Digital Sound & Music: Concepts, Applications, & Science, Chapter 5, last updated 6/25/2013
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5.2 Applications
5.2.1 Choosing an Appropriate Sampling Rate
Before you start working on a project you should decide what sampling rate you're going to be
working with. This can be a complicated decision. One thing to consider is the final delivery of
your sound. If, for example, you plan to publish this content only as an audio CD, then you might
choose to work with a 44,100 Hz sampling rate to begin with since that’s the required sampling
rate for an audio CD. If you plan to publish your content to multiple formats, you might choose
to work at a higher sampling rate and then convert down to the rate required by each different
output format.
The sampling rate you use is directly related to the range of frequencies you can sample.
With a sampling rate of 44,100 Hz, the highest frequency you can sample is 22,050 Hz. But if
20,000 Hz is the upper limit of human hearing, why would you ever need to sample a frequency
higher than that? And why do we have digital systems able to work at sampling rates as high as
192,000 Hz?
First of all, the 20,000 Hz upper limit of human hearing is an average statistic. Some
people can hear frequencies higher than 20 kHz, and others stop hearing frequencies after 16
kHz. The people who can actually hear 22 kHz might appreciate having that frequency included
in the recording. It is, however, a fact that there isn’t a human being alive who can hear 96 kHz,
so why would you need a 192 kHz sampling rate?
Perhaps we’re not always interested in the range of human hearing. A scientist who is
studying bats, for example, may not be able to hear the high frequency sounds the bats make but
may need to capture those sounds digitally to analyze them. We also know that musical
instruments generate harmonic frequencies much higher than 20 kHz. Even though you can’t
consciously hear those harmonics, their presence may have some impact on the harmonics you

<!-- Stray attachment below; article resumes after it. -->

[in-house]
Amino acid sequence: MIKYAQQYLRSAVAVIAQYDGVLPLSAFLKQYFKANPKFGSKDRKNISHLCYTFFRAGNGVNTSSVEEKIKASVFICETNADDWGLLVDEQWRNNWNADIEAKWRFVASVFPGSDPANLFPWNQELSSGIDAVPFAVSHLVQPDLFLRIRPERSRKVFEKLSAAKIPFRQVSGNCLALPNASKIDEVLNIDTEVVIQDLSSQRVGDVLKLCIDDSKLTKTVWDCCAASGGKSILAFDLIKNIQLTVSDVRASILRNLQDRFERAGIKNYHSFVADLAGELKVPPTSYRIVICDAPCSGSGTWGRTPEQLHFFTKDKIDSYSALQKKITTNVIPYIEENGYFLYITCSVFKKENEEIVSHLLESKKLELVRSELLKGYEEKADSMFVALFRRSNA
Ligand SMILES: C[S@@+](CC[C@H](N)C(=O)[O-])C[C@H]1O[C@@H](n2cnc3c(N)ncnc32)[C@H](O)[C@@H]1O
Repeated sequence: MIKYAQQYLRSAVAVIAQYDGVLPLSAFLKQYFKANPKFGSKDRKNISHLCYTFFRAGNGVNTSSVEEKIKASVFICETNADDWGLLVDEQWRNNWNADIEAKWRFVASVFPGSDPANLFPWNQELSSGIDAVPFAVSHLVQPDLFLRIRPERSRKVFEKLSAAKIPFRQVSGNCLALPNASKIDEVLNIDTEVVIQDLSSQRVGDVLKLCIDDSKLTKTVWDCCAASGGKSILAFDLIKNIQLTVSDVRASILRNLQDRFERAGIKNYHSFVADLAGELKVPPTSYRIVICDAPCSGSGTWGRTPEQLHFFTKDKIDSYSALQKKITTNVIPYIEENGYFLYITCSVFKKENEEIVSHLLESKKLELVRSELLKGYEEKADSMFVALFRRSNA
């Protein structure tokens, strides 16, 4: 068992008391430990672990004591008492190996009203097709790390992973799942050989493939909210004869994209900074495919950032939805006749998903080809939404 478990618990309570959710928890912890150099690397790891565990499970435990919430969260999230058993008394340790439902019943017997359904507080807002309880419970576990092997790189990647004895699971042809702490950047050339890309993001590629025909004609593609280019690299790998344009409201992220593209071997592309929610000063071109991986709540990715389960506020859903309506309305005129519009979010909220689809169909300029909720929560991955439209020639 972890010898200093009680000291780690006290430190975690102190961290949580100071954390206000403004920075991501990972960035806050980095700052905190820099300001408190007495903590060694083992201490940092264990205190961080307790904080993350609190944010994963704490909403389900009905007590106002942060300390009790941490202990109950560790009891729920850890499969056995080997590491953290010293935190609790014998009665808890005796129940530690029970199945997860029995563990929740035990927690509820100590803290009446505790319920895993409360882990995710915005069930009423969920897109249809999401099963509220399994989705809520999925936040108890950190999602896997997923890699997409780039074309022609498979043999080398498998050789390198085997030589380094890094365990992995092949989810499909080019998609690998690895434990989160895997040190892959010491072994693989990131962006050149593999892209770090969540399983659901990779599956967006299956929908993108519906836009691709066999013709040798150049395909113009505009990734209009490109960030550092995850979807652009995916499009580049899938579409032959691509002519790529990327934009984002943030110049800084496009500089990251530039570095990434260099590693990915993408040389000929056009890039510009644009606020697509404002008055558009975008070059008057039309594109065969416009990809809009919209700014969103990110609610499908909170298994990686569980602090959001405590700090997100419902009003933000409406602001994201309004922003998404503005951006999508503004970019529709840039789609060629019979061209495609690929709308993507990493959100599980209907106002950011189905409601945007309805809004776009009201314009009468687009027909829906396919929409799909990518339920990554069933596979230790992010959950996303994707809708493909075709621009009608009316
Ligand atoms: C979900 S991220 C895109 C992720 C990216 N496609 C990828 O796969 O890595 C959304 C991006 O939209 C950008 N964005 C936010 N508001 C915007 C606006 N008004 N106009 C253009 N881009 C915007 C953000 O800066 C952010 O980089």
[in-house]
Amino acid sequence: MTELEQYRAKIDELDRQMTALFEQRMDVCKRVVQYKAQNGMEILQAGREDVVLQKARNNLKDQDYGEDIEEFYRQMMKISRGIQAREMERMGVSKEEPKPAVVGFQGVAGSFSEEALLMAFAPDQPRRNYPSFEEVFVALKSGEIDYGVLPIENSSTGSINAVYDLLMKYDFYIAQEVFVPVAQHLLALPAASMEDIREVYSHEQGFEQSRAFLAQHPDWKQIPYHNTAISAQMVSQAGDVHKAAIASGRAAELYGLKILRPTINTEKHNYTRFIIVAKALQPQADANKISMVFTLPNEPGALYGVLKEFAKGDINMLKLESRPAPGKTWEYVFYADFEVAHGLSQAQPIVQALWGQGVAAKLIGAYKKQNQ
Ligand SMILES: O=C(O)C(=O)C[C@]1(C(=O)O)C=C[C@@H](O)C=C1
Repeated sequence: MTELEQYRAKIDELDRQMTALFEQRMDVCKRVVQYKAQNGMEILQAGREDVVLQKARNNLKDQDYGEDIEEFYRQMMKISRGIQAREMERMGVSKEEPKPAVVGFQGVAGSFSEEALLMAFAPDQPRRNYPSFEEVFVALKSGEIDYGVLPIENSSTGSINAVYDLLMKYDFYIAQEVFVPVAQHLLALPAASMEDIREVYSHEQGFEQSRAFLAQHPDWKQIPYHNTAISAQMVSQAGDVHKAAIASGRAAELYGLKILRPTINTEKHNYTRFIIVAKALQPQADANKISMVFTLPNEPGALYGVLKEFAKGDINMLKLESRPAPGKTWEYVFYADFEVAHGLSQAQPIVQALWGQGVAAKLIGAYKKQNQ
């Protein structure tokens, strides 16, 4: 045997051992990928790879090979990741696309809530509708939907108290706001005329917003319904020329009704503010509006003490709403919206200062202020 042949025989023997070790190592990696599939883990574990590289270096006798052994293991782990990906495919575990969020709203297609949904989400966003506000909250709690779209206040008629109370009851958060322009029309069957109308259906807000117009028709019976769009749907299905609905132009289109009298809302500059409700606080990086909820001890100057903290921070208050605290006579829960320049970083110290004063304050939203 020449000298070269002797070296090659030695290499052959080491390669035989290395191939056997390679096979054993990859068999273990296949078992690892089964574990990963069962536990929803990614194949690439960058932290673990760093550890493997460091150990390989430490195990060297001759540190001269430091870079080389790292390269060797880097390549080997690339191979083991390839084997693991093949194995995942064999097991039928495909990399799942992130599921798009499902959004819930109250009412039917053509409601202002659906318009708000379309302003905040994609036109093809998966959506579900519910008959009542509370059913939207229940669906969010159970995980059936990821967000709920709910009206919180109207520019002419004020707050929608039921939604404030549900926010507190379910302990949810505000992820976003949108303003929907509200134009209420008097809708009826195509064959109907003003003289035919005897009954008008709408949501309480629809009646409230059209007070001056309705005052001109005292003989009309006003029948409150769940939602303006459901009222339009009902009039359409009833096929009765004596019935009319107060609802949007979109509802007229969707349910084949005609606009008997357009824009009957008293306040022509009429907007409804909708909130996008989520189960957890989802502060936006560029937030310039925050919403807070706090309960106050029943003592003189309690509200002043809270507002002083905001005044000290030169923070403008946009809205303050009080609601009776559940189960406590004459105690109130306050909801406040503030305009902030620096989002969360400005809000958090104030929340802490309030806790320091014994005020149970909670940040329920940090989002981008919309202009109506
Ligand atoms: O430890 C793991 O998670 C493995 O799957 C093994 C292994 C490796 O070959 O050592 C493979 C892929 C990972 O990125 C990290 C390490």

can hear. This might explain why someone with well-trained ears can hear the difference
between a recording sampled at 44.1 kHz and the same recording sampled at 192 kHz.
The catch with recording at those higher sampling rates is that you need equipment
capable of capturing frequencies that high. Most microphones don’t pick up much above 22 kHz,
so running the signal from one of those microphones into a 96 kHz ADC isn’t going to give you
any of the frequency benefits of that higher sampling rate. If you’re willing to spend more
money, you can get a microphone that can handle frequencies as high at 140 kHz. Then you need
to make sure that every further device handling the audio signal is capable of working with and
delivering frequencies that high.
If you don’t need the benefits of sampling higher frequencies, the other reason you might
choose a higher sampling rate is to reduce the latency of your digital audio system, as is
discussed in Section 5.2.3.
A disadvantage to consider is that higher sampling rates mean more audio data, and
therefore larger file sizes. Whatever your reasons for choosing a sampling rate, the important
thing to remember is that you need to stick to that sampling rate for every audio file and every
piece of equipment in your signal chain. Working with multiple sampling rates at the same time
can cause a lot of problems.
5.2.2 Input Levels, Output Levels, and Dynamic Range
In this section, we consider how to set input and output levels properly and how these settings
affect dynamic range.
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